# The number of atoms in an amount of a substance

## Summary:

Help understand the definition of amount of substance

## Main Question or Discussion Point

According to Wikipedia, its (quoting)
the number of discrete atomic-scale particles in it divided by the Avogadro constant

So a molecule of hydrogen would have an amount of substance of 2/NA and would have a mass of 2/(6*10^23) daltons?

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mjc123
Homework Helper
Depends what "substance" you're considering. A molecule of hydrogen would comprise 1/NA moles of H2 molecules or 2/NA moles of H atoms (but no free H atoms). If the "substance" is molecular hydrogen, the amount is 1/NA moles. It has a molecular weight of 2 daltons, and a mass of 2/NA g.

Bandersnatch
So a molecule of hydrogen would have an amount of substance of 2/NA
Yes, but only if you're counting hydrogen atoms. Which is then 2/(6*10^23) moles of H. (using rounded values here)
If you're counting hydrogen molecules, then the single discrete particle is that molecule, and the amount of 1 molecule of H2 is 1/(6*10^23) moles of H2.
and would have a mass of 2/(6*10^23) daltons?
No. It would be 2 daltons. (again, all values rounded)

The concept of moles can be confusing at first. But it helps to realise it's just a number, no different than something like e.g. 'a dozen'.
A dozen is 12 of whatever you're counting.
So e.g. 2 cows are 2/12 of a dozen cows.
2 hydrogen atoms are 2/12 of a dozen hydrogen atoms.
1 H2 molecule is 1/12 of a dozen H2 molecules.

A mole is 6*10^23 of whatever you're counting.
So e.g. 2 cows are 2/6*10^23 of a mole of cows.
2 hydrogen atoms are 2/6*10^23 of a mole of hydrogen atoms.
1 H2 molecule is 1/6*10^23 of a mole of H2 molecules.

A dalton is 1/12 of the mass of a C-12 atom.
Since a C-12 atom has mass of 12 daltons, and a mole (so, 6*10^23) of C-12 atoms has a mass of 12 grams, it follows that if you have a mole of a different substance, and a single unit of that substance weighs N daltons, then a mole of that substance will weigh N grams.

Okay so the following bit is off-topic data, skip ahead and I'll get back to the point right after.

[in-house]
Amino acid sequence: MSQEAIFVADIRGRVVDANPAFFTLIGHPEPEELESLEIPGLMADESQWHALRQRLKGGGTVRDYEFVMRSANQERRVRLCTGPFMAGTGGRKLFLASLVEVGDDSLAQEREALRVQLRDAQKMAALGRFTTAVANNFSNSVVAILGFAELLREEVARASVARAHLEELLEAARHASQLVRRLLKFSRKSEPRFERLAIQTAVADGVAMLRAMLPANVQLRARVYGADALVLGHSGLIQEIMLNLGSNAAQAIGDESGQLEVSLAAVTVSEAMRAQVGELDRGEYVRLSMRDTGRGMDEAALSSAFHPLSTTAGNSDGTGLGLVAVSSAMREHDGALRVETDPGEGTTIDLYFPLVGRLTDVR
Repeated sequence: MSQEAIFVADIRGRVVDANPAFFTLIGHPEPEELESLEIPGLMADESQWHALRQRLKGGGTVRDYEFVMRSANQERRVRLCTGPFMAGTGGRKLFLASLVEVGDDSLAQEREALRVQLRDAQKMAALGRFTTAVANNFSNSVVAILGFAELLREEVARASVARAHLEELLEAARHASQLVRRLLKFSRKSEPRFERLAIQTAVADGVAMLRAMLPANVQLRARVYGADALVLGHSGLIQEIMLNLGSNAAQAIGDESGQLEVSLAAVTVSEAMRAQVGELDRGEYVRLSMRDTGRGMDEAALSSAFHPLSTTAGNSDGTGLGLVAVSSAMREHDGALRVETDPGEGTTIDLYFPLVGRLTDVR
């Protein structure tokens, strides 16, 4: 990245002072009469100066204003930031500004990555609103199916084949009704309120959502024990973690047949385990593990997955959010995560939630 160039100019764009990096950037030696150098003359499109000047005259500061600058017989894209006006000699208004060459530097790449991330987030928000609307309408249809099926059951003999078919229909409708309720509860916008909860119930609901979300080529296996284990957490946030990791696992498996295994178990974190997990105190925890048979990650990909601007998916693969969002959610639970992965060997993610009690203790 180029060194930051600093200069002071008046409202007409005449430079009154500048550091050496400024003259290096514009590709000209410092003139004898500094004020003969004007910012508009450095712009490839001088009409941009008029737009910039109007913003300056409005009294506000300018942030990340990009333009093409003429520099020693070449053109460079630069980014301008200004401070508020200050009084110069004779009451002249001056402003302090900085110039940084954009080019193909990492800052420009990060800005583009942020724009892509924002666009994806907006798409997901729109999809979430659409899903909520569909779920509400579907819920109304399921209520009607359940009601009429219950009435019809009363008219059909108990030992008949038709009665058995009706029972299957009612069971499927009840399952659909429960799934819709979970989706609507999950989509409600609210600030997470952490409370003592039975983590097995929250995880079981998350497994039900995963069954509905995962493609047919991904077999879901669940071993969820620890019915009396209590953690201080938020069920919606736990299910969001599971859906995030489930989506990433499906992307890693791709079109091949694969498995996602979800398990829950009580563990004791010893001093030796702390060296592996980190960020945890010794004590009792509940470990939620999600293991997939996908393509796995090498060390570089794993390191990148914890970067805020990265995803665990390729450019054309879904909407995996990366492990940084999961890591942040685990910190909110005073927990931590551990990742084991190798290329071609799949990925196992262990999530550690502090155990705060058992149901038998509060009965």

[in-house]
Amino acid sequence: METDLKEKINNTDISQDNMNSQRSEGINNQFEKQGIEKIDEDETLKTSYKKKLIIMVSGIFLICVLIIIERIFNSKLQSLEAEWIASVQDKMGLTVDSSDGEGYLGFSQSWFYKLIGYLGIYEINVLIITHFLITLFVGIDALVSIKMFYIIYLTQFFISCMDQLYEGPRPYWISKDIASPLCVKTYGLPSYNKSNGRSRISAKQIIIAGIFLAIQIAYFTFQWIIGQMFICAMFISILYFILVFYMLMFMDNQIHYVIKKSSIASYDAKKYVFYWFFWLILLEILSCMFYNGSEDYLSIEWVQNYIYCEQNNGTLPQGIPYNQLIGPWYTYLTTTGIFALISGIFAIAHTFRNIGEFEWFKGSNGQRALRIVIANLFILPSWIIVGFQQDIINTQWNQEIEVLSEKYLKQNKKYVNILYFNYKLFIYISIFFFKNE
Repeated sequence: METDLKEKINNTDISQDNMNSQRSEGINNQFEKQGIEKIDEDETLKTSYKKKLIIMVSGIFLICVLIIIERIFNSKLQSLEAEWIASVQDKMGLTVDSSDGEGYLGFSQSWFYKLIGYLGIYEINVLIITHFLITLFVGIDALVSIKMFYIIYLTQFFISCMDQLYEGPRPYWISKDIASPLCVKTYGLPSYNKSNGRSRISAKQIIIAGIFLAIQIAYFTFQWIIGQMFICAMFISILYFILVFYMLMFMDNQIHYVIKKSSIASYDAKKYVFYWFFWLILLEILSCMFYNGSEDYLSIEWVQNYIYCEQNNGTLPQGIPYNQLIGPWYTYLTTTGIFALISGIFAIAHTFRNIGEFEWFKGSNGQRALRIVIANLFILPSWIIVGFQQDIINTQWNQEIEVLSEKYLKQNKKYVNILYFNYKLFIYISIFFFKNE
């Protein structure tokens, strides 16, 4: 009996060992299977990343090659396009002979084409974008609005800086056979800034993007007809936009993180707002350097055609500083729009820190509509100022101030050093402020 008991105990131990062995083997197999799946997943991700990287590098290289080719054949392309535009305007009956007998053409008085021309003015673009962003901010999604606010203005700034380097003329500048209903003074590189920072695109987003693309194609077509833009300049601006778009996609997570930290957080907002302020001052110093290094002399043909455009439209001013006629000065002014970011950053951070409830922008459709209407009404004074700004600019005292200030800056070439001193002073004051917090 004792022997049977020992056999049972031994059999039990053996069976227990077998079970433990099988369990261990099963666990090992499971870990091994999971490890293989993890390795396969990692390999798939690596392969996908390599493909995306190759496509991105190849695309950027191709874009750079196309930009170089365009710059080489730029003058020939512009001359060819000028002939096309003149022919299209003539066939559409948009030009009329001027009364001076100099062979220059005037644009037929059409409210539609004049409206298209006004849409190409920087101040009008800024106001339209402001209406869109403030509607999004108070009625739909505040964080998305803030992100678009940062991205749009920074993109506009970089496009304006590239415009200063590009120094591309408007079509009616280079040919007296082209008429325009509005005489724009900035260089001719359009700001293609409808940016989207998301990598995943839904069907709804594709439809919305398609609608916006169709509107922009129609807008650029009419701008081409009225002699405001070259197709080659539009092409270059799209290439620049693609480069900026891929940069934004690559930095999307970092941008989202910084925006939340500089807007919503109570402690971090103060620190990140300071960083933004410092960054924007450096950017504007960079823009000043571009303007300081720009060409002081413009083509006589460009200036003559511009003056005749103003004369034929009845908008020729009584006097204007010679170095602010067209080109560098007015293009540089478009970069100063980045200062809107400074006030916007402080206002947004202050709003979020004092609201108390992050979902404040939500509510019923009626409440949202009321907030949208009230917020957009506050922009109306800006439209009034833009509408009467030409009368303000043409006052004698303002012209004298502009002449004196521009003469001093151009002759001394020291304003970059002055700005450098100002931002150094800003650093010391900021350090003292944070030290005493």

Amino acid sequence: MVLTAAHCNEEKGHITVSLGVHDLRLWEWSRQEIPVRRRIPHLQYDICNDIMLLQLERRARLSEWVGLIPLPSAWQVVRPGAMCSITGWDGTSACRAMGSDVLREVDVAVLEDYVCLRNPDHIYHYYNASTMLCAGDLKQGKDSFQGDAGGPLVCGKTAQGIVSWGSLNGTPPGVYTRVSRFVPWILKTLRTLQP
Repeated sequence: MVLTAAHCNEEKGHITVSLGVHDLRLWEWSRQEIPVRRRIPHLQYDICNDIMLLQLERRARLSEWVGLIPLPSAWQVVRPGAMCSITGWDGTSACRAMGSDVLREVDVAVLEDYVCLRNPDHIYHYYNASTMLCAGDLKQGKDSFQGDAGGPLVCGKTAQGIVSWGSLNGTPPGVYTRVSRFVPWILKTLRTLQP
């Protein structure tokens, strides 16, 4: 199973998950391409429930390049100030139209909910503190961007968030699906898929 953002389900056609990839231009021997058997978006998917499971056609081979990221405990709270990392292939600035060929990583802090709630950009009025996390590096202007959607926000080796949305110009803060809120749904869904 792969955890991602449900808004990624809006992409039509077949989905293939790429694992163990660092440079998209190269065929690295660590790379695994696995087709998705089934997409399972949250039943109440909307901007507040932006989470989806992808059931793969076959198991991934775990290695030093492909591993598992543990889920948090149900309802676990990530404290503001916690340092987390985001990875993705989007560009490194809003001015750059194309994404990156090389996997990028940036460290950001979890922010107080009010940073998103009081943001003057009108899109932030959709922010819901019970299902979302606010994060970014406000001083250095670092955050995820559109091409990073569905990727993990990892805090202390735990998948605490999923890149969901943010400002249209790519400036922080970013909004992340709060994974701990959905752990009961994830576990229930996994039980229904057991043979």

So e.g. if 1 hydrogen atom has the mass of 1 dalton, a mole of hydrogen atoms weighs 1 gram.
If 1 hydrogen molecule has the mass of 2 daltons, a mole of hydrogen molecules weighs 2 grams.

Incidentally, a large cow has a mass of approx. 1 metric ton (10^6 g). A mole of cows would weigh (10^6)*(6*10^23) = 6*10^29 grams. So a single cow's mass in daltons is 6*10^29 daltons.

• DrClaude
jbriggs444
Homework Helper
2019 Award
So a single cow's mass in daltons is 6*10^29 daltons.
Meanwhile, a mole (burrowing animal) weighs about 100 grams. So a mole of moles is 6 * 10^23 * 6 * 10^23 * 100 = 3.6 * 10^49 daltons.

With apologies to xkcd.

My substance is 1 H2 molecule. According to Wikipedia "the number of discrete atomic-scale particles in it divided by the Avogadro constant" it would have an amount of substance of 1/NA since my sample has 1 particle (not one mole but one particle). How can it be??

jbriggs444
Homework Helper
2019 Award
My substance is 1 H2 molecule. According to Wikipedia "the number of discrete atomic-scale particles in it divided by the Avogadro constant" it would have an amount of substance of 1/NA since my sample has 1 particle (not one mole but one particle). How can it be??
Your sample has $\frac{1}{6.02 \times 10^{23}}$ moles of H2 molecules.

Mister T
Gold Member
My substance is 1 H2 molecule. According to Wikipedia "the number of discrete atomic-scale particles in it divided by the Avogadro constant" it would have an amount of substance of 1/NA since my sample has 1 particle (not one mole but one particle). How can it be??
Because you're considering the H2 molecule to be what Wikipedia is calling a "discrete atomic-scale particle".

By the way, BIPM uses the term "elementary entity", not "discrete atomic-scale particle". BIPM is the authority. So in your case the elementary entity is a H2 molecule.

@Mister T
yes, I consider one H2 molecule as elementary particle and want to know whats its amount of substance according to the definition. What's wrong?? and if it is wrong, what is it , according to you, that is allowed to be taken as elementary particle?

I think I understood: The unite in the result of the division is the mol and so everything makes sens

Mister T